The issue of education has become a potent political weapon during this campaign season and that was reflected in the third week of 2014 debates.
While Republicans are largely trying to make the midterm election a referendum on President Obama, painting their Democratic opponents as nothing more than puppets of the administration and its “failed” policies, Democrats running for governor this year are successfully navigating the waters of the "all politics is local" strategy.
Democratic gubernatorial candidates Tom Wolf in Pennsylvania, Paul Davis in Kansas, and Wendy Davis in Texas are underscoring cuts to education in their efforts to set themselves apart from their Republican opponents. Democrat Mike Ross, in a tight race for governor of Arkansas, argues in support of Common Core national education standards and, along with Davis of Texas, is pushing for universal pre-kindergarten.
GOP governors are facing fierce criticism for what their opponents call massive cuts to education over the last four years, and Democrats are now seizing on the opportunity to hold their rivals accountable.
"Republican governors across the country gutted education spending and raised middle class taxes to give tax cuts to the very wealthiest, big corporations, and their special interest friends," said Danny Kanner, a spokesman for the Democratic Governors Association.
"In 2010, they promised to be non-ideological job creators, but instead pursued a right-wing economic agenda that asks the middle class to carry a bigger share of the burden," Kanner said. "Now they're being punished for it."
In no contest has this issue been more significant than in Pennsylvania, where Wolf has accused Governor Tom Corbett of gutting education by $1 billion over the last four years. This was the opening salvo in their first televised debate Monday night. Corbett said Wolf’s assertion was a lie and pointed at former Governor Ed Rendell's administration.
"Mr. Wolf's supporters in the public sector unions have spent millions putting out the lie that I cut education," Corbett said. "I didn't."
"He doesn't want to talk about statistics," Corbett said of Wolf. "But the cuts to education occurred in the administration before me.”
Wolf, who leads Corbett by double digits, has been advised by his campaign staff to avoid tripping over himself and he will be the next governor of Pennsylvania, according to a top Democrat in the state. The source said his strategy in Monday's debate was to “do no harm.” Wolf avoided specifics and steered clear of Corbett's attempts to draw him into heated exchanges, even declining to rebut criticisms. Wolf relied heavily on his experience in business to drive his message, using the opportunity to remind voters why he would make a better governor.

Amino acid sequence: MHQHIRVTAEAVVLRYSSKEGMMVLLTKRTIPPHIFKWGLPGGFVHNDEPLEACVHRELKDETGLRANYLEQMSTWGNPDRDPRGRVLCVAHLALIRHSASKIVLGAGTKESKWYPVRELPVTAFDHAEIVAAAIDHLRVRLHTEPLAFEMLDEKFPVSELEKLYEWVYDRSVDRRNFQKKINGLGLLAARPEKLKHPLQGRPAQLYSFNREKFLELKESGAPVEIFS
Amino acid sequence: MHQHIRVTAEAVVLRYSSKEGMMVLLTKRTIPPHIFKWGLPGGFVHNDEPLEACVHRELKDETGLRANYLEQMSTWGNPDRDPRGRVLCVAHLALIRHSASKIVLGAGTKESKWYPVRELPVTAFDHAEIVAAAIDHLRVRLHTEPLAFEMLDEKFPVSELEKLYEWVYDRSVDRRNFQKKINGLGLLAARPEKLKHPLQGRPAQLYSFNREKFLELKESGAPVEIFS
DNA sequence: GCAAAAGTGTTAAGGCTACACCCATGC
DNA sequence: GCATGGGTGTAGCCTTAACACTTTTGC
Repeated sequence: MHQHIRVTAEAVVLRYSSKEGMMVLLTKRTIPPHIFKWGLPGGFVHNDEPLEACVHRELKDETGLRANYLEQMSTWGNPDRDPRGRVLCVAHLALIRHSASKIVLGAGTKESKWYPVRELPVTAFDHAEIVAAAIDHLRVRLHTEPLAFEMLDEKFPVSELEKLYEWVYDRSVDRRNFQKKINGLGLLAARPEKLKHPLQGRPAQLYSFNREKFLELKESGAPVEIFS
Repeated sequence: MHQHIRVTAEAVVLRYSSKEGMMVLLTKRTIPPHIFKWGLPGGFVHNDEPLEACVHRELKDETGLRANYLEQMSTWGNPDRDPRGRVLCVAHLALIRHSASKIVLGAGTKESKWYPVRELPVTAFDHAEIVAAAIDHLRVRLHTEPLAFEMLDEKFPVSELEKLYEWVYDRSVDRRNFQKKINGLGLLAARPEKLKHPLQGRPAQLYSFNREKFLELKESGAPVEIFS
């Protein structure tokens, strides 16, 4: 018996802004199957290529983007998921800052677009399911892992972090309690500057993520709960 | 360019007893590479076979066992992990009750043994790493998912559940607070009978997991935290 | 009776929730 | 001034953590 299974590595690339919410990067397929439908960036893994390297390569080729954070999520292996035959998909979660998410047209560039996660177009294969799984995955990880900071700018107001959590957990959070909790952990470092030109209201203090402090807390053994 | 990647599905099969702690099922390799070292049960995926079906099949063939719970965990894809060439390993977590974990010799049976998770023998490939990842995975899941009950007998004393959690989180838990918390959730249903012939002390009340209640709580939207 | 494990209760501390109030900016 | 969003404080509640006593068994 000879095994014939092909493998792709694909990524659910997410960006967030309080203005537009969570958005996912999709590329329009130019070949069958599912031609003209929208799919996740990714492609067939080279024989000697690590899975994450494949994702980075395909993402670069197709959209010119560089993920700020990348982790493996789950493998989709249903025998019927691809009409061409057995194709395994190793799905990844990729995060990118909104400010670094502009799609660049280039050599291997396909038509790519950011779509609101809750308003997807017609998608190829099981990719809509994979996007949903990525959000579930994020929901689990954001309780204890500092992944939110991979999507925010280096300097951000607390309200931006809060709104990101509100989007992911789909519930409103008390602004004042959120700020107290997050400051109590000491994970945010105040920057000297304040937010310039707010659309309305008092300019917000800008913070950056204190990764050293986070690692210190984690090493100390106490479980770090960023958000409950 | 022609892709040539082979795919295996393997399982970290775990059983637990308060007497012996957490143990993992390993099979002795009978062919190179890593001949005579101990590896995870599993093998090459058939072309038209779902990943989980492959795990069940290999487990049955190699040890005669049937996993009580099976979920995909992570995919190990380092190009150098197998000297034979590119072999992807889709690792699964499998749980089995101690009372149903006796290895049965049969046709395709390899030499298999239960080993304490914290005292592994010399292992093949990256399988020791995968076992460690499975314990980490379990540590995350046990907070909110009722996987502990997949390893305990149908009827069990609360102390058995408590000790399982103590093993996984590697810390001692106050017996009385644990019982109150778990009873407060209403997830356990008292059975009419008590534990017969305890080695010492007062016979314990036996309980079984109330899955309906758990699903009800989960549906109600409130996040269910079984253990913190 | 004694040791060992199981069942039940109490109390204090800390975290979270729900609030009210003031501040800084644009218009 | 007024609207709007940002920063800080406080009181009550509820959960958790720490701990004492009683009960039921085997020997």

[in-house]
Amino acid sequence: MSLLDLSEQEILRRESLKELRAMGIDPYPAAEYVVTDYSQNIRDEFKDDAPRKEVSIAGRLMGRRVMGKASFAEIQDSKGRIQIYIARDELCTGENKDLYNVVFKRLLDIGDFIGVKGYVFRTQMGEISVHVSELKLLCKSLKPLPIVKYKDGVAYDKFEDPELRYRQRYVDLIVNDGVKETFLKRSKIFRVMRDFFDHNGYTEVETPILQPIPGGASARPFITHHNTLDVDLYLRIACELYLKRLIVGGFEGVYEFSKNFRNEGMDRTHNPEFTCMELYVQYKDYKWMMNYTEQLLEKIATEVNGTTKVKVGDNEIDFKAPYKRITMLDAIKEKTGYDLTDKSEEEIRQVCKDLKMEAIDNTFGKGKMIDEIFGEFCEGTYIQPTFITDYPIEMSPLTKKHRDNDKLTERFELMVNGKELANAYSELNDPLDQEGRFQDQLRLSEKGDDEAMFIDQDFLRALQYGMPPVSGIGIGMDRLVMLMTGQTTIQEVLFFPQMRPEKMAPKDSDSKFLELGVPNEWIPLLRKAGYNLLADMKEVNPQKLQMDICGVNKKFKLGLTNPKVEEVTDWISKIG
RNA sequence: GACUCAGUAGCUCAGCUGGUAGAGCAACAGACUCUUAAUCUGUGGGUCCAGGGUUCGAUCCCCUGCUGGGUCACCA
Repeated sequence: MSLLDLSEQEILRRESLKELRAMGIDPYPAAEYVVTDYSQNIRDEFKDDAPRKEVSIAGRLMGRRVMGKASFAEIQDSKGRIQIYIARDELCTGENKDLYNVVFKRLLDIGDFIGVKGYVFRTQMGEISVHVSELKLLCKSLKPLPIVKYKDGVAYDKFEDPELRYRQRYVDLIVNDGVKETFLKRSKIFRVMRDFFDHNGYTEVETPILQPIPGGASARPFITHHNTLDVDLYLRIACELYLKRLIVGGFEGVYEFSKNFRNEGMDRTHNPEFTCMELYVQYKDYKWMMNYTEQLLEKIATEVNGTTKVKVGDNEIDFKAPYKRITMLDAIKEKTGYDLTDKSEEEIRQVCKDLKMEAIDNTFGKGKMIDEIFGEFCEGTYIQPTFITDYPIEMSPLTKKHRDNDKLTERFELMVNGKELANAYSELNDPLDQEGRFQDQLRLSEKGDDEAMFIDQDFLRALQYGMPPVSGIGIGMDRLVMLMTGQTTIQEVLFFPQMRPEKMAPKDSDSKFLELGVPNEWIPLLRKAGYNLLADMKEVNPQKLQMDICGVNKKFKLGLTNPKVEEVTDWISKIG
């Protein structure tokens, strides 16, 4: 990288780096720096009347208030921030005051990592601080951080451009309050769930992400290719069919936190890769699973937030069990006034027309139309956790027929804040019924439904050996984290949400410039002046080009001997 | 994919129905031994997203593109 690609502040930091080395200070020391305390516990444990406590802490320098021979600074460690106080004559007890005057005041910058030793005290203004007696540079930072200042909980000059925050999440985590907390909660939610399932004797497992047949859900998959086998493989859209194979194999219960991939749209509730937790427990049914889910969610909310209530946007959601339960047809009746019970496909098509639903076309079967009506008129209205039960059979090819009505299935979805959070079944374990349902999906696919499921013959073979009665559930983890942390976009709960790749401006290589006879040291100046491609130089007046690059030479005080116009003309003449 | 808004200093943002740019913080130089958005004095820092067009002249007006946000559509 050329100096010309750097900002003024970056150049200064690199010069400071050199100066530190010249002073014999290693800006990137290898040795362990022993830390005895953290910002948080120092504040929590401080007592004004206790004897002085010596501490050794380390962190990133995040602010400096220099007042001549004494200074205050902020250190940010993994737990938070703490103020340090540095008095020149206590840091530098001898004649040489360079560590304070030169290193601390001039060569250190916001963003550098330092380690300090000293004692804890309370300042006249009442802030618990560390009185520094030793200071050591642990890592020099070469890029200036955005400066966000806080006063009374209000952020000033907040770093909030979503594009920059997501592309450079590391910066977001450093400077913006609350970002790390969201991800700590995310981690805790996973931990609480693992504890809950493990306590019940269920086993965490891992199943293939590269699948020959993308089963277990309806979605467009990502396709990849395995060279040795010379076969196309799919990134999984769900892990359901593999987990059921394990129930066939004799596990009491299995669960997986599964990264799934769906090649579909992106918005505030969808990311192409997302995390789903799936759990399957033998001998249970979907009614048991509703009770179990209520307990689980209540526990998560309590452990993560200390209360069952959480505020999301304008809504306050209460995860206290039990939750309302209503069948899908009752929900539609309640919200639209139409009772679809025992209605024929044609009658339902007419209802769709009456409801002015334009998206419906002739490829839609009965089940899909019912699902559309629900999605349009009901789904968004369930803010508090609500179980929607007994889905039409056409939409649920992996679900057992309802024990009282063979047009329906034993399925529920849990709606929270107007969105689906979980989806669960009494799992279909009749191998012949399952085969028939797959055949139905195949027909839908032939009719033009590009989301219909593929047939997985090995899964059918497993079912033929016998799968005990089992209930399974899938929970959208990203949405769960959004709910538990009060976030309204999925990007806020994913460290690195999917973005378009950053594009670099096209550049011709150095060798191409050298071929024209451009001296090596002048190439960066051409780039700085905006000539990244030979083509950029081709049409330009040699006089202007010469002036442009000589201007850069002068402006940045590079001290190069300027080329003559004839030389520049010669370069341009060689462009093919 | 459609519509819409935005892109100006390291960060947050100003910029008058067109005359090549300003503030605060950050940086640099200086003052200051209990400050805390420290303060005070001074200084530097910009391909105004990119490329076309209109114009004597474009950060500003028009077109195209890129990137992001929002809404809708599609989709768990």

"Things aren't working," Wolf said. "We can do better."
In the second debate between candidates running for governor in Kansas, education also emerged as a focal point. Paul Davis who leads Republican Governor Sam Brownback by three points according to Real Clear Politics, accused Brownback of taking a "cheap shot" at teachers for stripping away job protections in an education funding bill. Brownback has been under heavy assault for tax cuts that Davis refers to as an "ideological experiment" – which some have projected may result in a budget shortfall of $238 million by July 2016.
"We need to support our teachers," Davis said. "The first thing we have to do is get us on a path so that we can restore the cuts that have been made to our public schools.”
Wendy Davis also pressed her Republican opponent Texas Attorney General Greg Abbott on education funding. Davis says Abbott supports the current Republican administration’s $5.4 billion cut to public schools.
"Mr. Abbott, these cuts and the cuts that you’re defending that have left our classrooms overcrowded, that have left our teachers laid off, that’s not liberal, that’s not conservative, it’s just dumb," Davis said. "And it’s shortchanging our children and selling out their future. "
Democrat Mike Ross, who trails his Republican rival Asa Hutchison by two points in a recent USA Today/Suffolk University poll, was supportive of the current Arkansas Democratic Governor's policies and is making education a hallmark of his campaign. Ross said he wanted to be the "education governor" in their heated televised match up. Much of the entire first half of their one-hour brawl zeroed in on education policy.
"If you want to talk about employment opportunities, you want to talk about good jobs, hunger, homelessness, poverty, crime – it really all starts with education," Ross said.
Hutchinson said he'd like to see a "review" of the national education standards known as Common Core because Arkansas should have its own standards – not standards handed down from Washington. But Ross embraces the idea of Common Core.
"I support the concept," Ross said.
"It's not pushed down from Washington," he said disputing Hutchinson’s criticisms of the program. "It was written by people like Governor Huckabee and Governor Jeb Bush."
Ross and Wendy Davis both pushed for universal pre-kindergarten in their debates, an education policy generating a lot of support and aggressively advocated by progressive Mayor Bill DeBlasio in New York City.
When Hutchinson said he wanted to fund universal pre-kindergarten up to two hundred percent of the poverty level, Ross accused him of flip-flopping on an issue that's resonating with voters.
"As a Congressman, he voted against universal pre-kindergarten programs," Ross said. "Is this the Washington Asa or the Arkansas Asa? I wish the real Asa would stand up."